Why is RNG so despised?

bgillisp

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I think some of the problem is also that in the default RPGMaker system, the player cannot do much to influence hit rates, so misses feel arbitrary as well. It's going to be 95% to hit, 5% EVA (if you use the default), and there is not a thing you can do about it. However in most other games, if you don't like the to hit rate, you can do things like get closer or flank the enemy. In those cases because those options exist, the player feels more in control over the randomness, and doesn't hate it as much as they would in our default system where there is nothing you can do about it, just attack and hope for the best.

Incidentally, I went back and played the old Gold Box D and D games, where hit rates were around 50% or worse in most battles, and I found myself screaming at the computer "Just HIT that stupid Goblin already." And, that was because in those old D and D games, there is little you can do to affect that to hit rate short of level up or get better gear. Some of those old battles when everyone is level 1 is literally miss, miss, miss, miss, miss, miss, miss...
 

kaukusaki

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I remember those gold box games lol and I hated you started with 35% chance to hit at level 1. Realistic combat my eye lol

In general, don't design your games like that or rely on total randomness (like the d20 engine).
If you do for some reason make it that gear offsets those numbers .
 

bgillisp

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Or let the player influence it by tactics. I think one of the reasons Jagged Alliance was so good was even though you started with junk mercenaries with low marksmanship skills, if you got them to point blank range, they hit like 99% of the time regardless. The marksmanship only really became a factor if you were in a firefight on opposite sides of a field.

In fact, I recall that my first time beating Jagged Alliance, I kept a couple of mercenaries that I got on day 1 the entire game. Sure, at the end they only had like 77 marksmanship, but it only really mattered on a very long range (like say 15 tiles away) shot as otherwise a good weapon + sniper scope and even they couldn't miss.

So, sure, there was RNG, but you could influence it. You could take that long distance shot that had a 35% chance to hit, or you could get closer and leave your cover, but raise that to a 92% chance to hit. And that is why I think you don't hear people complaining about RNG in that type of game.
 

Touchfuzzy

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I think another issue is that people just don't play correctly. Handling randomness is in its own right a skill.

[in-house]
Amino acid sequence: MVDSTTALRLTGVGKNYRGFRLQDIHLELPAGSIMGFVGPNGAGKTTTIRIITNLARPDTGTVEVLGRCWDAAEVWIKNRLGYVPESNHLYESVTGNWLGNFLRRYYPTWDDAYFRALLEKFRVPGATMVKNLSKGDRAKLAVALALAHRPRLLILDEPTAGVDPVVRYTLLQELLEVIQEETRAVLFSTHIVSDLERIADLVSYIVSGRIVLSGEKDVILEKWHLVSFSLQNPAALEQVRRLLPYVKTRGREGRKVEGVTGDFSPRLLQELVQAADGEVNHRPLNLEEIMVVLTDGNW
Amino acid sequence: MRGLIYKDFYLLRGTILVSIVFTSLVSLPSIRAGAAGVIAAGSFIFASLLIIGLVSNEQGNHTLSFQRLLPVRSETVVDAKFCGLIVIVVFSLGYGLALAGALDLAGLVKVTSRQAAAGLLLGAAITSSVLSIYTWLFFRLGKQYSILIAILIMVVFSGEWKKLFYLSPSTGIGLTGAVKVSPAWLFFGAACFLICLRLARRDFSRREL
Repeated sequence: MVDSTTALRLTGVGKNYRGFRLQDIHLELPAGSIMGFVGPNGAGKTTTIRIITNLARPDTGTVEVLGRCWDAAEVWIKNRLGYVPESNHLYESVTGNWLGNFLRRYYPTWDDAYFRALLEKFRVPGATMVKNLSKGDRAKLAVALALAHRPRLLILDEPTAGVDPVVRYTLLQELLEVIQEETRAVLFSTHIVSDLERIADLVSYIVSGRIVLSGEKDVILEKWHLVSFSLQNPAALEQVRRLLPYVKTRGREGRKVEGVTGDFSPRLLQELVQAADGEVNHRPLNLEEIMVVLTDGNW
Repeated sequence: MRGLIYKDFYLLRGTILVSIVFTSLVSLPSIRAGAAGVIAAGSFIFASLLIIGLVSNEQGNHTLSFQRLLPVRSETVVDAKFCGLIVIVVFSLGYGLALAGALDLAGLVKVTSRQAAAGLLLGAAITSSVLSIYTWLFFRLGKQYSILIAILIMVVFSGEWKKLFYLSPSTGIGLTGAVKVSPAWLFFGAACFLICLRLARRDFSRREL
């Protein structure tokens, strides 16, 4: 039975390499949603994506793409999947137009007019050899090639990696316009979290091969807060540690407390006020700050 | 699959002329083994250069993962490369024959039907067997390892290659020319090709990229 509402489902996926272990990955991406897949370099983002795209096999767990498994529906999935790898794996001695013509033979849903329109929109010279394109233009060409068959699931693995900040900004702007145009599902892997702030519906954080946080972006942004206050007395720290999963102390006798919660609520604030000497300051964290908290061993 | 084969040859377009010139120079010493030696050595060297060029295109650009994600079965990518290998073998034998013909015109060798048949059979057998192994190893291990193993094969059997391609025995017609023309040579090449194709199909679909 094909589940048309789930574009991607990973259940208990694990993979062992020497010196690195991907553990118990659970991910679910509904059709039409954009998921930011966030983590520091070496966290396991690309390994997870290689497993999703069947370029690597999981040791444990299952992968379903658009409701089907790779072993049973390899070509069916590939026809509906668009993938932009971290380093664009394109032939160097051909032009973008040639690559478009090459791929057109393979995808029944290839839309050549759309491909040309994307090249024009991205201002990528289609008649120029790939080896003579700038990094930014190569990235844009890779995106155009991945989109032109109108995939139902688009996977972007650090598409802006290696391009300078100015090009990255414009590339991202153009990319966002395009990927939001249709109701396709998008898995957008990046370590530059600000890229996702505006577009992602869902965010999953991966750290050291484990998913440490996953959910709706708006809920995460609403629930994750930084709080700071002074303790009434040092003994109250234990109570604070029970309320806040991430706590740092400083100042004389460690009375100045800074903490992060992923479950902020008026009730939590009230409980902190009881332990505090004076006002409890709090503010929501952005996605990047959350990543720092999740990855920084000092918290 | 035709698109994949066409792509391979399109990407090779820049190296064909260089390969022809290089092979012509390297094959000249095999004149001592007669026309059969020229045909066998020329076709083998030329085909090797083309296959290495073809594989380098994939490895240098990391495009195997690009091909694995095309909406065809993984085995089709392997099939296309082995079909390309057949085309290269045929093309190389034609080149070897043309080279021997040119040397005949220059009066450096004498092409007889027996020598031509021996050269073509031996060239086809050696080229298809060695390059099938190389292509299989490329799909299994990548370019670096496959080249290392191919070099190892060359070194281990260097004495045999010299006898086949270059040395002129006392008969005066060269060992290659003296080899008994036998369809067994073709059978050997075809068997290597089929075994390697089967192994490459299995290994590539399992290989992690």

Take the game Blood Bowl for instance (a board game, though it does have a video game port that faithfully follows the rules). A lot of people will say it is completely random. I say if you put me against someone who thinks its all luck, I'll win 99% of the time. And hell, I'll even do it with an Elf team, the teams that is probably the riskiest in the game.

The key to randomness is making sure that there are ways to work around it. There is good RNG and bad RNG.

And I'll be honest, if your entire strategy revolved around that hit you just missed: Your strategy was probably bad.

(And now I want to play XCOM 2 again :|)
 
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Windows i7

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It can be very satisfying to see RNG blow up in your enemies face though like an attack backfiring such that enemy only hurts itself.
 

Frozen_Phoenix

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It can make the player feel cheated, actually it can be complete bullshit if used incorrectly.

RNG should be used to decide equivalent outcomes or the outcomes should even out in the current scope.

Examples:

In a battle, the foe has 1000 HP, your attacks deal 100 damage, if you have a 25% crit chance for double damage it's ok. Now if your crits are for 5x damage with lets say 10% chance, it becomes bad as the outcomes are drastically different and unlikely to even out. You could get lucky and end the fight with two crits, or never crit and finish it in 10 hits.

You have a monster that you will kill only once in the game, making its drops based on rng is bad as the outcomes will never even out, will either lead to save scumming or the player not even knowing about the other drops. Now if you can kill this same monster as many times you like, it's ok for the opposite reason.